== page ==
There was another mark on the kitchen calendar now; not a red star, betokening some happy event to come, but a deep black border, drawn all around the date on which Lloyd’s visit was to end. The heavy black lines marked the time as only a few days distant.
It was Saturday again, a week after the excursion to the Indian school. Joyce had gone down to the ranch, for Mr. Armond to criticize the drawings which she had made since the last lesson, and Lloyd, on the seat under the willows, was waiting for Phil. He was to come at four, and ride over to one of the neighbouring orange groves with her.
She had a book in her hand, but she was not reading. She was listening to the water gurgle through the little water-gate into the lateral, and thinking of all that had happened during her visit, especially since the night she was lost on the desert, and Phil had found her.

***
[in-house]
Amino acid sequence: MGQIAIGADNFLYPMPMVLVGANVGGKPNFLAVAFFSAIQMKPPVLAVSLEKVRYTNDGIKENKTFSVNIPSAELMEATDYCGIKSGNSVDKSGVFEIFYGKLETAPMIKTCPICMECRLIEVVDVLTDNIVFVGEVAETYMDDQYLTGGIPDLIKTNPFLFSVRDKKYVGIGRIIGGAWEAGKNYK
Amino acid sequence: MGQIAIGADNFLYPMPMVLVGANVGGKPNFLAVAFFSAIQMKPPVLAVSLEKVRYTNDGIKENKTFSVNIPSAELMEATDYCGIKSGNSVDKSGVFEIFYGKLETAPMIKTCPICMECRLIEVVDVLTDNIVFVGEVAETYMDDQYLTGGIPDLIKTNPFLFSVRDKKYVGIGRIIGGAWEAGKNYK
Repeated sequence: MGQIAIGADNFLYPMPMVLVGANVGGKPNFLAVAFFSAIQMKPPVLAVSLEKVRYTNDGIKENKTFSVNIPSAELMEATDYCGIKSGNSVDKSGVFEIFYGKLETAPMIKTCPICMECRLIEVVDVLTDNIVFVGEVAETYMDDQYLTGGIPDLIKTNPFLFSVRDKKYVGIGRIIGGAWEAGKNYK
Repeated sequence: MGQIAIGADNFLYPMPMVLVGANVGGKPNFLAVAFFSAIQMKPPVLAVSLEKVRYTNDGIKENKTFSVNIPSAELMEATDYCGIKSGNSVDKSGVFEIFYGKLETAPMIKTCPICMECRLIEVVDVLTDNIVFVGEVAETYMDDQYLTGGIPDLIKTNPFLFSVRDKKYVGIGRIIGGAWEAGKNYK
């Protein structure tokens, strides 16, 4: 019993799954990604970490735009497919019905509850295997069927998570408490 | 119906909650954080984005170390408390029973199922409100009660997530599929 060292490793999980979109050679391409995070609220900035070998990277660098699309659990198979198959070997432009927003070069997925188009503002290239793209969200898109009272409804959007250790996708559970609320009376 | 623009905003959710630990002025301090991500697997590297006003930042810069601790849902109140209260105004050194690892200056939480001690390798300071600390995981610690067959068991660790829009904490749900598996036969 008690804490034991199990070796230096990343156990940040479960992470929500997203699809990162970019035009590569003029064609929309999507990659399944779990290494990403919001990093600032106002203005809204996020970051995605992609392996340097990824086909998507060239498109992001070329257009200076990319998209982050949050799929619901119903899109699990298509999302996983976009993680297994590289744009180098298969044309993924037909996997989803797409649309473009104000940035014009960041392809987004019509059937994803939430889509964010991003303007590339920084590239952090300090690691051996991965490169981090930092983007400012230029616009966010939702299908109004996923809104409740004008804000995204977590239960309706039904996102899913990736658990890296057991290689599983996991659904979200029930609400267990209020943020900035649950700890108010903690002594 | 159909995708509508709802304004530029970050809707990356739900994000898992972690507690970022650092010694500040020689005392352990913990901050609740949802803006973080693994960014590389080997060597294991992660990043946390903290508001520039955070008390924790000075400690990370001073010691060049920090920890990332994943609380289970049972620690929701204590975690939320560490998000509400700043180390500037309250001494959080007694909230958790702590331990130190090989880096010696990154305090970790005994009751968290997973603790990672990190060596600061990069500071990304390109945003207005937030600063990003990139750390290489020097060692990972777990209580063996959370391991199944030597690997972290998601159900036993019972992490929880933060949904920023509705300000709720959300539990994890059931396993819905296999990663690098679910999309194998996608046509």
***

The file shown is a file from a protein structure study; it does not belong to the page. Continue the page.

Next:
Monday he had spent the entire day at the Wigwam, and, since Joyce had forbidden him to come near the spot where the washing was in progress, he and Lloyd had brought a jar of paste and the little wicker table down to this very seat under the willows, and had mounted all her photographs in the book she had bought for the purpose. There were over a hundred, beginning with a view of the Wigwam and ending with the four laughing faces around the table on the balcony of Coffee Al’s restaurant. There was Lloyd on her pony, coming back from the duck hunt, and again in the act of dropping her cherry tart. There was Mary in the hammock watching the bees, Jack in his irrigating boots, and Holland on a burro. There were a dozen different pictures of Joyce, and family groups, and picnic groups, in which was represented every acquaintance Lloyd had made in Arizona. Turning the pages was like living over the pleasant days again, for they brought the scenes vividly before her.
When the last picture was mounted, Phil proposed that they write an appropriate quotation under each one. So they spent another hour over that, Phil suggesting most of them, and at Lloyd’s request writing the inscriptions himself in his strong, dashing hand. Some of his apt phrases and clever parodies seemed really brilliant to Lloyd, and they had laughed and joked over them in a way that had ripened their friendship as weeks of ordinary intercourse would not have done.
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